Will Barton is a candidate for the Most Improved Player award this season, a frontrunner for the 6th Man of the Year award and a competitor in Saturday night’s Slam Dunk Contest during All-Star weekend in Toronto. It’s funny that he’s being discussed for the MIP, because the Denver Nuggets guard doesn’t even like the concept of an “improved player.”

“I hate when someone’s having a good year and people say ‘you’ve improved so much,’” Barton told The Comeback in a lengthy interview prior to Saturday night’s signature event. “I don’t really believe in that.”

Barton believes in opportunity, something he didn’t get enough of in Portland and is making the most of in Denver. He’s averaging 15.5 points and six rebounds per game coming off the bench with career highs in PER, win shares and offensive rating. His fast-paced, aggressive, confident playing style is fun to watch, blossoming on the court after not really getting that chance in Portland.

Barton, 25, played just 11 minutes per game in 2.5 seasons with the Blazers while stuck behind Wes Matthews. Barton was approaching restricted free agency and Portland was looking to upgrade its bench, so Will The Thrill was shipped to Denver at the 2015 trade deadline in a package for shooting guard Arron Afflalo.

“I was excited to get traded to a team where I knew I could get the opportunity to play,” Barton said, knowing that chance wouldn’t come in Portland, though he made sure to point out how appreciative he is of the franchise where he started his career. After leaving Portland, Barton averaged 11 points and 4.6 rebounds per game in his brief time last season with the Nuggets under Brian Shaw and interim coach Melvin Hunt. A restricted free agent, Barton’s future was uncertain when Mike Malone was hired in mid-June.

“He hit me up as soon as he got the job,” Barton said. “He really liked my game and was looking forward to coaching me, working with me and said that I would have the opportunity to compete to have a role on this team. And that’s all I needed to hear.”

In July, Barton re-signed for three years and $10.6 million, what looks like an unbelievable bargain now. Barton really upped his intensity during summer workouts and training camp, believing that he can make a larger contribution for Denver under Malone this season.

“I figured I would have a chance to have a big role as long as I came in focused and ready to play,” Barton said. “It was about gaining and keeping coach’s trust day by day, and I think I did that.”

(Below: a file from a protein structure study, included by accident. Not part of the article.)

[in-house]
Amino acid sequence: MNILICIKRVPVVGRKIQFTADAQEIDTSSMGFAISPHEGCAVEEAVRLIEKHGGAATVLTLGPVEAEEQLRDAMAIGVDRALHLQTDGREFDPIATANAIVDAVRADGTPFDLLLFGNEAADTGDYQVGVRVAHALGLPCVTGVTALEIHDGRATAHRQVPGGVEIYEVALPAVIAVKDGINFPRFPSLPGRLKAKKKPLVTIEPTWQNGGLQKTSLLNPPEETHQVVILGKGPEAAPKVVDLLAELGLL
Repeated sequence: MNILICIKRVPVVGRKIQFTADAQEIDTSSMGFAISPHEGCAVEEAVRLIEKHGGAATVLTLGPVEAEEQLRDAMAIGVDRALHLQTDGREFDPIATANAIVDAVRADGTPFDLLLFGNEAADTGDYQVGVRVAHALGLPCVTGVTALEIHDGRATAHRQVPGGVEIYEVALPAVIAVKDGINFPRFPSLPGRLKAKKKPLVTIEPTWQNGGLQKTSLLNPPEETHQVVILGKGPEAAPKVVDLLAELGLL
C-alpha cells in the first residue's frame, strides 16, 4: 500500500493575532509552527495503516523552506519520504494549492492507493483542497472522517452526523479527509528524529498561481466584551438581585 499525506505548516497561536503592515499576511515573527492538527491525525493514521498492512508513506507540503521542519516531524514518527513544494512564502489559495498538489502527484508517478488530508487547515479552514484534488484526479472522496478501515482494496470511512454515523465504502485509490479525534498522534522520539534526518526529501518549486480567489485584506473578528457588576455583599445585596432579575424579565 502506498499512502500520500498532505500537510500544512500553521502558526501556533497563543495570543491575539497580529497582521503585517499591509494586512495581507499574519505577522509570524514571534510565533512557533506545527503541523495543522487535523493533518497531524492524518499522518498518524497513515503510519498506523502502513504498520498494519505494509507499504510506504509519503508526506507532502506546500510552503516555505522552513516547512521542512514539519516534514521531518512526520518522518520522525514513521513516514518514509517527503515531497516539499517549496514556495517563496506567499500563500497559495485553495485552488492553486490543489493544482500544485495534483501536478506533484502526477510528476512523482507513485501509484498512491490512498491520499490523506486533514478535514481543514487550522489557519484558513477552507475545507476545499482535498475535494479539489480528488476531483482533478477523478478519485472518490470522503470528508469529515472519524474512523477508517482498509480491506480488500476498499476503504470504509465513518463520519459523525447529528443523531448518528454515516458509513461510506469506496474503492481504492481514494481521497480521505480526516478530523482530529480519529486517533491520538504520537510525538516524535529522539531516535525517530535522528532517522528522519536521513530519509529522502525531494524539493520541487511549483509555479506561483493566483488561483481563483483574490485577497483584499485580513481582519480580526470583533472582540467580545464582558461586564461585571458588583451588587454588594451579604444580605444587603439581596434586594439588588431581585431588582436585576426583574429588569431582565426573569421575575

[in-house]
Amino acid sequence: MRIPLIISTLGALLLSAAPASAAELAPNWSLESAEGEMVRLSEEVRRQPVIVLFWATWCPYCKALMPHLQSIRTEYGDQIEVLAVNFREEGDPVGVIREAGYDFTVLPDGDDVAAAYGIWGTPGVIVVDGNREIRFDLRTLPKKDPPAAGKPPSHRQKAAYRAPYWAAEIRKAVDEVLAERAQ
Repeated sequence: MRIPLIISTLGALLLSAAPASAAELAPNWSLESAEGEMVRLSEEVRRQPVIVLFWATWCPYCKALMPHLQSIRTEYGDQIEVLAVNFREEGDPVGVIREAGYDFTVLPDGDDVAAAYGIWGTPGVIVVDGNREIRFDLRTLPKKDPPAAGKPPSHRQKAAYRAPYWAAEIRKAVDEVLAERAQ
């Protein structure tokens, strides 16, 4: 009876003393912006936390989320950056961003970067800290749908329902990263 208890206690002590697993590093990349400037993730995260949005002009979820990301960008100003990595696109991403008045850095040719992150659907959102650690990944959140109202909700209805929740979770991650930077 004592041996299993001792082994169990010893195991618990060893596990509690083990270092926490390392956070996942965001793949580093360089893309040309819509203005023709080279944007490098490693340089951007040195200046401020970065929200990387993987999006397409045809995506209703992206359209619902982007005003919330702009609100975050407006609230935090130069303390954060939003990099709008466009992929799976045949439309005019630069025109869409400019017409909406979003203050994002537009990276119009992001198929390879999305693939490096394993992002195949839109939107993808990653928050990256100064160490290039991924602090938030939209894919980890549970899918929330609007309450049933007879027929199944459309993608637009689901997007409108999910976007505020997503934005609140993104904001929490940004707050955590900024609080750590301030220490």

Gaining Malone’s trust may have been more difficult than Barton imagined.

Getty Images
Getty Images

“I did not anticipate Will Barton playing at this level,” Malone told The Comeback. “So give him all the credit.”

Malone was impressed by Barton’s work ethic, calling him a gym rat and complimenting him on his passion for the game of basketball.

“He’s taking full advantage of the opportunity given to him,” Malone said. “Every night, we go to Will off the bench. He’s our sparkplug. He pushes the ball in the open court, where he excels.”

Barton is 12th in the league in transition points, per NBA.com, and second among bench players behind Sacramento’s Darren Collison. Only 10 other players average more points per possession in transition than Barton, among those who spend at least 20 percent of their possessions in transition.

“He’s very efficient in the open court,” Malone said. “He’s a guy that just makes things happen out there. When he plays at a high level, good things happen for us as a team.”

Based on the numbers, Denver should be playing Barton even more than his current 28.5 minutes per game. In the 20 games Barton has played between 30 and 39 minutes this season, he’s averaged 21.1 points per game on 47.3 percent shooting overall, and 46.5 percent from three, to go with 7.3 rebounds.

Malone also pointed out that Barton was one of the team’s best rebounders. On a team with big men including Kenneth Faried and up-and-coming centers Nikola Jokic and Jusuf Nurkic, Barton is second on the team with six boards per game. Despite coming off the bench, Barton is sixth among all NBA guards in rebounds per contest, according to NBA.com.

“I’ve gotten better but I still have the same identity and makeup,” Barton said. “And it’s just now that I’m getting the chance and coach is believing in me and my teammates believe in me and are counting on me.”

Barton says he’s trying not to get caught up in all the positive attention he’s been getting recently, focusing on staying humble and level-headed while working hard for himself and for his team.

On Saturday night, it will be hard to stay humble, as the NBA community focuses solely on Barton, as he competes against Detroit’s Andre Drummond, Orlando’s Aaron Gordon and Minnesota’s Zach LaVine, the highly praised defending champion, in the NBA Dunk Contest.

So what does Barton have planned for the dunk contest?

“You’re going to have to wait and see,” Barton said. “I can’t let it out of the bag yet, but I’ve got some stuff. Hopefully it’ll work out. It’ll be very interesting and entertaining.”

LaVine is heavily favored to win the event, but Barton shouldn’t be dismissed or ruled out so easily. We’ve all seen what he can do with just a little bit of opportunity.

About Shlomo Sprung

Shlomo Sprung is a writer and columnist for Awful Announcing. He's also a senior contributor at Forbes and writes at FanSided, SI Knicks, YES Network and other publications.. A 2011 graduate of Columbia University’s Journalism School, he has previously worked for the New York Knicks, Business Insider, Sporting News and Major League Baseball. You should follow him on Twitter.